Mints grow easily in moist, rich soils almost anywhere in the world. They prefer some shade, but will grow amply in full sun. To grow mint plants from seed, sow 1/8″ deep, barely covering with fine soil, and keep moist. Seeds will germinate in ten to twenty days. Mints are slow to develop during the first year, but be ready to fight them back the second year.

If your growing season is long, a light harvest may be possible during the first year, but generally it is best to wait. Usually harvesting is done just before the plant blooms. Cut the entire plant to an inch above the ground. Mints can be cut back two or three times a year, thus providing plenty for fresh use, freezing, or drying.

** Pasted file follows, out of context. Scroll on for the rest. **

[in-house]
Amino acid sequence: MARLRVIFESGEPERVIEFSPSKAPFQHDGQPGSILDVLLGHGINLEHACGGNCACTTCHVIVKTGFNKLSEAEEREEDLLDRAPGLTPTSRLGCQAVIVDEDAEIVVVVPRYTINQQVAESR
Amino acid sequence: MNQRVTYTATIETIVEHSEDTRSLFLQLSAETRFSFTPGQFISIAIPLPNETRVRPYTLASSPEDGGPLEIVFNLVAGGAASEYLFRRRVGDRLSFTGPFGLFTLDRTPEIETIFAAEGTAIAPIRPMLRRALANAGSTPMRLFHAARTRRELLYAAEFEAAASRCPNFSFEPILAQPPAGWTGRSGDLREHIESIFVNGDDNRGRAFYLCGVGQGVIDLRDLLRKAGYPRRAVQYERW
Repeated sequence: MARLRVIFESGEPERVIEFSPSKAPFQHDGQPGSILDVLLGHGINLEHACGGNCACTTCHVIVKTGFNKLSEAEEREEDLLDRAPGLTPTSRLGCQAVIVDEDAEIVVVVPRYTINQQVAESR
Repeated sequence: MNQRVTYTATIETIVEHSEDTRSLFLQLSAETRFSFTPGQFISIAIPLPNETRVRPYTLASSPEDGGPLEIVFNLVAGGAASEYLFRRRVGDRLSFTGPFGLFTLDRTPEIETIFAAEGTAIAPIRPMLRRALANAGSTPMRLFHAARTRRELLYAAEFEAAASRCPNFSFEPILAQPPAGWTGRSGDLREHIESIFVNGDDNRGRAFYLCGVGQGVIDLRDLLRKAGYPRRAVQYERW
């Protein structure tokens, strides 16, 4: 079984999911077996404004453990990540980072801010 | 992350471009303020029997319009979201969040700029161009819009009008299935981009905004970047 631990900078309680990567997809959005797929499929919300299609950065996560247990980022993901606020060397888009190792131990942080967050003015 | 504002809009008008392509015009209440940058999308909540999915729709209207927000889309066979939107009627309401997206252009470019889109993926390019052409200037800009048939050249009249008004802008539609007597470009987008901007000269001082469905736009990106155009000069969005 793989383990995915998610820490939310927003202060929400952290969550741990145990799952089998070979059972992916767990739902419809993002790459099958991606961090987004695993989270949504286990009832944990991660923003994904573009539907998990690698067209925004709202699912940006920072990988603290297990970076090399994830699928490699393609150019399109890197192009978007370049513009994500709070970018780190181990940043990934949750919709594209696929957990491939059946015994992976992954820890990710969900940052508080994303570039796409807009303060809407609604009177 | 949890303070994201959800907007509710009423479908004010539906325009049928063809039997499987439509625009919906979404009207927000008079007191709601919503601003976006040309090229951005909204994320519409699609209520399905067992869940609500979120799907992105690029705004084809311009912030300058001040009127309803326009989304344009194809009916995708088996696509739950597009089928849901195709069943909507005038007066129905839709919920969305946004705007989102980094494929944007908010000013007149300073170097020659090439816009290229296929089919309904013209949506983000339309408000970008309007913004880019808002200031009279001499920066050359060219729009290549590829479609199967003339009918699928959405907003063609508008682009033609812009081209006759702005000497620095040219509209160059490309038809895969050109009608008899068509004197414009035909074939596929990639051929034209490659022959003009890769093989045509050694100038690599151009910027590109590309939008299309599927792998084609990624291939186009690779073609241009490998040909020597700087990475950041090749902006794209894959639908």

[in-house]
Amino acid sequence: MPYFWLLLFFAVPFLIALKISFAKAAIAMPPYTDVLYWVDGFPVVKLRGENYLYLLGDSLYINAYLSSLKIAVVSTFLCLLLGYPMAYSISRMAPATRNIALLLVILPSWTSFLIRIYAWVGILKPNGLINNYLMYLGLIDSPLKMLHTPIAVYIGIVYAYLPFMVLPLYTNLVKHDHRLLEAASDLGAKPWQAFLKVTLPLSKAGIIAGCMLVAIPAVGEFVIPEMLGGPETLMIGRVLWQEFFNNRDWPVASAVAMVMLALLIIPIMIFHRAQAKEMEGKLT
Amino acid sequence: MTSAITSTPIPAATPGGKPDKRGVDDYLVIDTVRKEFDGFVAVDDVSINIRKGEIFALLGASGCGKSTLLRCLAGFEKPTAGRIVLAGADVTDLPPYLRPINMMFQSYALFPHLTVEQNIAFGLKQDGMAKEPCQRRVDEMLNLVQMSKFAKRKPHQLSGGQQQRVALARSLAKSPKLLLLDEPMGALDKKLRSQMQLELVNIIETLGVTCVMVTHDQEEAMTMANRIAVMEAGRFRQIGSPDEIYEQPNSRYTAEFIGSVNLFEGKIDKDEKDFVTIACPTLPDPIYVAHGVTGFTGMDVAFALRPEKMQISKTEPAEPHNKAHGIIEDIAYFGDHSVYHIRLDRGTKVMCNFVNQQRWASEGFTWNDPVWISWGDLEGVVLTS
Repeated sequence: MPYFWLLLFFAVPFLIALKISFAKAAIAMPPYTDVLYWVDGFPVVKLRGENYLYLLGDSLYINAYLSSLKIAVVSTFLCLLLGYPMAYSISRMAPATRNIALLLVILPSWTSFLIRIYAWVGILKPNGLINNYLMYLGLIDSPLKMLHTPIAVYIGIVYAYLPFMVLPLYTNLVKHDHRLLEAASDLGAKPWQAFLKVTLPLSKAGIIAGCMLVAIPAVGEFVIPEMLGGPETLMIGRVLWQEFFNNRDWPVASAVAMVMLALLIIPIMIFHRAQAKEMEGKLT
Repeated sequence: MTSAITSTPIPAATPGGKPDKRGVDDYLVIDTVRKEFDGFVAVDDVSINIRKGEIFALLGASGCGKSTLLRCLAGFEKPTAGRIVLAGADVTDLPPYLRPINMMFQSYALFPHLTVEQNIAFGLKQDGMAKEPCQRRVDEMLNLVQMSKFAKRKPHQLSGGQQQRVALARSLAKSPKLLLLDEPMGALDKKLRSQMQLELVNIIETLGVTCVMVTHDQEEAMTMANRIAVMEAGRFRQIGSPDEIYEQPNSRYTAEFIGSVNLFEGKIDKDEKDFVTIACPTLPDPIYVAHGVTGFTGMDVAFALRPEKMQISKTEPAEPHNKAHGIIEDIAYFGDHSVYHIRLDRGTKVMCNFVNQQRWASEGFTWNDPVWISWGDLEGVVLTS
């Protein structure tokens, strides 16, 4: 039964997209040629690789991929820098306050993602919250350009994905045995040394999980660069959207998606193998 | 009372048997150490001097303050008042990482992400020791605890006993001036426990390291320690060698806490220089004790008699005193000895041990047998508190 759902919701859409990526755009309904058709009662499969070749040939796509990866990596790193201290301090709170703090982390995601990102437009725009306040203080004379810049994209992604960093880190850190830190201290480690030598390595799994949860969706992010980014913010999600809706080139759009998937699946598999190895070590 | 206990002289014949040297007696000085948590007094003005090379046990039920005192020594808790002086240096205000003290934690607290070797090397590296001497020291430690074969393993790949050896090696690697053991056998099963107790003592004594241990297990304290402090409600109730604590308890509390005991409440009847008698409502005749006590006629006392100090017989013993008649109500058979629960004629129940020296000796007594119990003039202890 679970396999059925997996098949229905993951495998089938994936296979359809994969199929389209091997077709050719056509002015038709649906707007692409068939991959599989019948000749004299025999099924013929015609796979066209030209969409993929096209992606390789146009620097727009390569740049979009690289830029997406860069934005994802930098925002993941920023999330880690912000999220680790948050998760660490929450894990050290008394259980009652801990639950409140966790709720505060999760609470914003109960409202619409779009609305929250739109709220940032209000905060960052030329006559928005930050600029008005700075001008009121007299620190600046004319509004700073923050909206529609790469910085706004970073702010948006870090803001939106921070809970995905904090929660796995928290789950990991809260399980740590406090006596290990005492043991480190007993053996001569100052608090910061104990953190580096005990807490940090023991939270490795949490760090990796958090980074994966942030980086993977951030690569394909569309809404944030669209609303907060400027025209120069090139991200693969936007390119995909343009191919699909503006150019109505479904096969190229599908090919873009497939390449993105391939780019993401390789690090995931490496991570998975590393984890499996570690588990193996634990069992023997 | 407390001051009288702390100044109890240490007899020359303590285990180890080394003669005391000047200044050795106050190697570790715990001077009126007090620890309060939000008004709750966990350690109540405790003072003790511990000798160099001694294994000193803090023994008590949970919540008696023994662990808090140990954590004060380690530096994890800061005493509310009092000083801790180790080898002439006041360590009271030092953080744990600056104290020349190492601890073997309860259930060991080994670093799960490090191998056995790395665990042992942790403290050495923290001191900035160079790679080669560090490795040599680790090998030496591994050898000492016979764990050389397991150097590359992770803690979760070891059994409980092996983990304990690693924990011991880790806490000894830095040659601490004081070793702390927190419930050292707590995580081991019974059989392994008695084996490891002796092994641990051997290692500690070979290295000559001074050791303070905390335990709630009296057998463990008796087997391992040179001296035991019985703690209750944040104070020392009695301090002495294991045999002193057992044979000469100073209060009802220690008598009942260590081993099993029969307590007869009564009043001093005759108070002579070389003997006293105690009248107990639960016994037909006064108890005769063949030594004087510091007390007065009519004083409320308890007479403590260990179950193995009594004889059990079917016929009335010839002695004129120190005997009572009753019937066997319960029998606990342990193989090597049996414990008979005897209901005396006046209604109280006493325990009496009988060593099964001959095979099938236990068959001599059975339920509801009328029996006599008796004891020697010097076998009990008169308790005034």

Different varieties of mint should be planted as far apart as possible, as true mints hybridize easily, cross-pollinating when in close proximity. The resulting hybrid combines the characteristics of both parent mints in a way that may not be favorable. If you grow both peppermint and spearmint, start them at opposite ends of the garden in order to maintain the integrity of both.

Irving Goodman, former Smith County Master Gardener
Texas A&M AgriLife Extension Service

Posted in Herbs